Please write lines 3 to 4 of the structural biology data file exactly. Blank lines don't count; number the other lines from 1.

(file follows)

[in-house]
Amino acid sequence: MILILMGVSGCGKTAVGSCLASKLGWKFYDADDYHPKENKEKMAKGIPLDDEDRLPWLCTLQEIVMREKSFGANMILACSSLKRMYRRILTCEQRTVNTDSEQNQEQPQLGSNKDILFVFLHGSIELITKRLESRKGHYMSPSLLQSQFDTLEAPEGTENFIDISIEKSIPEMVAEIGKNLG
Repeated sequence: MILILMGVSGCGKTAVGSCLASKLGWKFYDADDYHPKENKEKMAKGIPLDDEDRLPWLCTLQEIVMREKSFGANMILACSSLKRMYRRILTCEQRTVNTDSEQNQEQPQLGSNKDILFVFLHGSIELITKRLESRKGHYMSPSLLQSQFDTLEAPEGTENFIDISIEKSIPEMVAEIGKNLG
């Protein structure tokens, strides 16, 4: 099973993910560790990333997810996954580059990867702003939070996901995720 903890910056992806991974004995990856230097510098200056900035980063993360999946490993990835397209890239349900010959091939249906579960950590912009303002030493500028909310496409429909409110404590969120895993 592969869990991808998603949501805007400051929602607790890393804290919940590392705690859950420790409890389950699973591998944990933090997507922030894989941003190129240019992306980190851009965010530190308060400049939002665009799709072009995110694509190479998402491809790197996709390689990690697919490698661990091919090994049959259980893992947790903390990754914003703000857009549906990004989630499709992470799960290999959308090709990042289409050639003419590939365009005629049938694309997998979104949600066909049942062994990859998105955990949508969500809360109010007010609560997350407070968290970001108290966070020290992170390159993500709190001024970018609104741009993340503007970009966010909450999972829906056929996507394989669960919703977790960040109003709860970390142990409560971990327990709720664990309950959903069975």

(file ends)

Repeated sequence: MILILMGVSGCGKTAVGSCLASKLGWKFYDADDYHPKENKEKMAKGIPLDDEDRLPWLCTLQEIVMREKSFGANMILACSSLKRMYRRILTCEQRTVNTDSEQNQEQPQLGSNKDILFVFLHGSIELITKRLESRKGHYMSPSLLQSQFDTLEAPEGTENFIDISIEKSIPEMVAEIGKNLG
């Protein structure tokens, strides 16, 4: 099973993910560790990333997810996954580059990867702003939070996901995720 903890910056992806991974004995990856230097510098200056900035980063993360999946490993990835397209890239349900010959091939249906579960950590912009303002030493500028909310496409429909409110404590969120895993 592969869990991808998603949501805007400051929602607790890393804290919940590392705690859950420790409890389950699973591998944990933090997507922030894989941003190129240019992306980190851009965010530190308060400049939002665009799709072009995110694509190479998402491809790197996709390689990690697919490698661990091919090994049959259980893992947790903390990754914003703000857009549906990004989630499709992470799960290999959308090709990042289409050639003419590939365009005629049938694309997998979104949600066909049942062994990859998105955990949508969500809360109010007010609560997350407070968290970001108290966070020290992170390159993500709190001024970018609104741009993340503007970009966010909450999972829906056929996507394989669960919703977790960040109003709860970390142990409560971990327990709720664990309950959903069975």